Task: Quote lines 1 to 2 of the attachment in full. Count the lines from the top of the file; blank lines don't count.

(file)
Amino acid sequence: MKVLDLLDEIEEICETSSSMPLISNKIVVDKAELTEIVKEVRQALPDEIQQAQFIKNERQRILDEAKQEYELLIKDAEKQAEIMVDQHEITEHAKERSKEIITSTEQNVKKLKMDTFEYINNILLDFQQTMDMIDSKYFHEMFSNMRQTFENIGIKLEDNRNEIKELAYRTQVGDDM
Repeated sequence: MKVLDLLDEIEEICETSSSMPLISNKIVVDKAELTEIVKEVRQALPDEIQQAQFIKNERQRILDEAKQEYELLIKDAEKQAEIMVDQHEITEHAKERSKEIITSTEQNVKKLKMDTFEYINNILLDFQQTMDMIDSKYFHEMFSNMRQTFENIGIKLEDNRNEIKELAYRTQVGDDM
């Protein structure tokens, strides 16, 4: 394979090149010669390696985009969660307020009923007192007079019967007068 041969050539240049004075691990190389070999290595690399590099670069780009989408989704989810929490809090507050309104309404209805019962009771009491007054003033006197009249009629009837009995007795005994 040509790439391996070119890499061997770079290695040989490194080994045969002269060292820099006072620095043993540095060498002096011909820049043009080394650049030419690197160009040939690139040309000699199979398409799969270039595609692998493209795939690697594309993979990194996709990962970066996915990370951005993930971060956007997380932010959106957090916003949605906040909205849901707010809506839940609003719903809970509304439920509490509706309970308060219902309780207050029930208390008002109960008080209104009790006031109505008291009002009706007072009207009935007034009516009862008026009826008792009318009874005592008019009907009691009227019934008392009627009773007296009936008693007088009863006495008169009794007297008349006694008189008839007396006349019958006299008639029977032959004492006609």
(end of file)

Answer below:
Amino acid sequence: MKVLDLLDEIEEICETSSSMPLISNKIVVDKAELTEIVKEVRQALPDEIQQAQFIKNERQRILDEAKQEYELLIKDAEKQAEIMVDQHEITEHAKERSKEIITSTEQNVKKLKMDTFEYINNILLDFQQTMDMIDSKYFHEMFSNMRQTFENIGIKLEDNRNEIKELAYRTQVGDDM
Repeated sequence: MKVLDLLDEIEEICETSSSMPLISNKIVVDKAELTEIVKEVRQALPDEIQQAQFIKNERQRILDEAKQEYELLIKDAEKQAEIMVDQHEITEHAKERSKEIITSTEQNVKKLKMDTFEYINNILLDFQQTMDMIDSKYFHEMFSNMRQTFENIGIKLEDNRNEIKELAYRTQVGDDM